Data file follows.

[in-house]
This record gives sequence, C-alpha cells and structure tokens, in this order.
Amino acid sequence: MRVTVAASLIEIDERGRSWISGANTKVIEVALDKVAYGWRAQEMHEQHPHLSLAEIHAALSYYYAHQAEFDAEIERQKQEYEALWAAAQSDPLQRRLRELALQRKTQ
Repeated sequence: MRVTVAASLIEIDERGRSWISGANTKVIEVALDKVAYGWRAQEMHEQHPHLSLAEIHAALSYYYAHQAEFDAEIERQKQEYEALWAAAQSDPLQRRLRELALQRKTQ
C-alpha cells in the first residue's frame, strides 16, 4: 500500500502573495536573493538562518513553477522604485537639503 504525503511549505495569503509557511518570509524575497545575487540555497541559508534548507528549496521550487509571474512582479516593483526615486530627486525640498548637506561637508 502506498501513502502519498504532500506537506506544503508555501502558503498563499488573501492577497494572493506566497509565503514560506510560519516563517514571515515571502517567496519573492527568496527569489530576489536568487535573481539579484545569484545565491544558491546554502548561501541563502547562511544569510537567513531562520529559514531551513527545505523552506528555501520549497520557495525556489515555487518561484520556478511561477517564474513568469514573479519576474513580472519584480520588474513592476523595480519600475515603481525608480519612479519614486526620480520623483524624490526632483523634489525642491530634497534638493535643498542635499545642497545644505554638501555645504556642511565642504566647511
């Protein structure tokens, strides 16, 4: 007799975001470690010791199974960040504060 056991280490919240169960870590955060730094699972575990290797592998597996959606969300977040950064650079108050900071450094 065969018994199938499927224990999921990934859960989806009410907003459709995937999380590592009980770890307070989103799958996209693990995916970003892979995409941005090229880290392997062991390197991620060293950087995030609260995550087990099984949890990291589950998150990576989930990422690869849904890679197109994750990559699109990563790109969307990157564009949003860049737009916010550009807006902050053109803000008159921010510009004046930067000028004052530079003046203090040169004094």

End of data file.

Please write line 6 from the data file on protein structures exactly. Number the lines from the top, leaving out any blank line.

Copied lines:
């Protein structure tokens, strides 16, 4: 007799975001470690010791199974960040504060 056991280490919240169960870590955060730094699972575990290797592998597996959606969300977040950064650079108050900071450094 065969018994199938499927224990999921990934859960989806009410907003459709995937999380590592009980770890307070989103799958996209693990995916970003892979995409941005090229880290392997062991390197991620060293950087995030609260995550087990099984949890990291589950998150990576989930990422690869849904890679197109994750990559699109990563790109969307990157564009949003860049737009916010550009807006902050053109803000008159921010510009004046930067000028004052530079003046203090040169004094």